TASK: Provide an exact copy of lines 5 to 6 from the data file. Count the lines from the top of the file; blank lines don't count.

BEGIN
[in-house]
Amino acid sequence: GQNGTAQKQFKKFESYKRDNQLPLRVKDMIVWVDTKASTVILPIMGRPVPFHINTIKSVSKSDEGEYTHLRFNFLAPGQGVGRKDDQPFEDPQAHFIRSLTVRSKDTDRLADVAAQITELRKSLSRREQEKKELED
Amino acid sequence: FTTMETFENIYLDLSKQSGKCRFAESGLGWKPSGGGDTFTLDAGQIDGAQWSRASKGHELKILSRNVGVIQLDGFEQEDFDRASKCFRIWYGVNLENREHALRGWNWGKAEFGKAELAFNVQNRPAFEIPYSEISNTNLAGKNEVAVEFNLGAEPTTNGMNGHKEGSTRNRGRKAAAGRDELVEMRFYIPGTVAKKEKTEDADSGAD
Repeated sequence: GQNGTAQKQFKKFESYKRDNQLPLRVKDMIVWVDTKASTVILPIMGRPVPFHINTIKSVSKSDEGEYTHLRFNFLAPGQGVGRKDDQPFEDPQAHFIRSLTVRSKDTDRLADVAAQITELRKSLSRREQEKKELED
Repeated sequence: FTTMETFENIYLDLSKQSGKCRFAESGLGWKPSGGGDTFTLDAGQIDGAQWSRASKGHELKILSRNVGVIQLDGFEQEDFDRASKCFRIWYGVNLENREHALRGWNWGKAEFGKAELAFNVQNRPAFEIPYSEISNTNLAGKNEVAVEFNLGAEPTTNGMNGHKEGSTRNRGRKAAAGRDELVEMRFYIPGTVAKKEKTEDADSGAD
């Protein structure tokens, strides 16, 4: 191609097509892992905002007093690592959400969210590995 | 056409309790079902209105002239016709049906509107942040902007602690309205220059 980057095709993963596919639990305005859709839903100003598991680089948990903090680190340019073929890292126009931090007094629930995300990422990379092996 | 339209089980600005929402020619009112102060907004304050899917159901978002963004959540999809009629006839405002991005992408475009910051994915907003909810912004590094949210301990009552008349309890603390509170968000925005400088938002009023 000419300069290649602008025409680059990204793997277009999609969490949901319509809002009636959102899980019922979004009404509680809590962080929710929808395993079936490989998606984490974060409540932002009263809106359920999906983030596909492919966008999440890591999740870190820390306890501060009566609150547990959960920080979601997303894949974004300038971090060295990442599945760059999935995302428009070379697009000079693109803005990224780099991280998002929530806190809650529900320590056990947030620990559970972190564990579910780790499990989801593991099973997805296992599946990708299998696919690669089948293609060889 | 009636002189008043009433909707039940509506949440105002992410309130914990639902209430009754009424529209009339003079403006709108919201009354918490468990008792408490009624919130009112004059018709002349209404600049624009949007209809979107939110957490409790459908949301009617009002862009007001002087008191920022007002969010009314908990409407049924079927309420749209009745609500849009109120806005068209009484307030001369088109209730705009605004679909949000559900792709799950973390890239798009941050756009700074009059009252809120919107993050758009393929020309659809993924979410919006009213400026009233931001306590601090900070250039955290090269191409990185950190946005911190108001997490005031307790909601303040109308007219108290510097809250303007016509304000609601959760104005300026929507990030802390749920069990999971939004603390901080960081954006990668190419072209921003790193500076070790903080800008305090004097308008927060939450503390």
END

Repeated sequence: FTTMETFENIYLDLSKQSGKCRFAESGLGWKPSGGGDTFTLDAGQIDGAQWSRASKGHELKILSRNVGVIQLDGFEQEDFDRASKCFRIWYGVNLENREHALRGWNWGKAEFGKAELAFNVQNRPAFEIPYSEISNTNLAGKNEVAVEFNLGAEPTTNGMNGHKEGSTRNRGRKAAAGRDELVEMRFYIPGTVAKKEKTEDADSGAD
């Protein structure tokens, strides 16, 4: 191609097509892992905002007093690592959400969210590995 | 056409309790079902209105002239016709049906509107942040902007602690309205220059 980057095709993963596919639990305005859709839903100003598991680089948990903090680190340019073929890292126009931090007094629930995300990422990379092996 | 339209089980600005929402020619009112102060907004304050899917159901978002963004959540999809009629006839405002991005992408475009910051994915907003909810912004590094949210301990009552008349309890603390509170968000925005400088938002009023 000419300069290649602008025409680059990204793997277009999609969490949901319509809002009636959102899980019922979004009404509680809590962080929710929808395993079936490989998606984490974060409540932002009263809106359920999906983030596909492919966008999440890591999740870190820390306890501060009566609150547990959960920080979601997303894949974004300038971090060295990442599945760059999935995302428009070379697009000079693109803005990224780099991280998002929530806190809650529900320590056990947030620990559970972190564990579910780790499990989801593991099973997805296992599946990708299998696919690669089948293609060889 | 009636002189008043009433909707039940509506949440105002992410309130914990639902209430009754009424529209009339003079403006709108919201009354918490468990008792408490009624919130009112004059018709002349209404600049624009949007209809979107939110957490409790459908949301009617009002862009007001002087008191920022007002969010009314908990409407049924079927309420749209009745609500849009109120806005068209009484307030001369088109209730705009605004679909949000559900792709799950973390890239798009941050756009700074009059009252809120919107993050758009393929020309659809993924979410919006009213400026009233931001306590601090900070250039955290090269191409990185950190946005911190108001997490005031307790909601303040109308007219108290510097809250303007016509304000609601959760104005300026929507990030802390749920069990999971939004603390901080960081954006990668190419072209921003790193500076070790903080800008305090004097308008927060939450503390």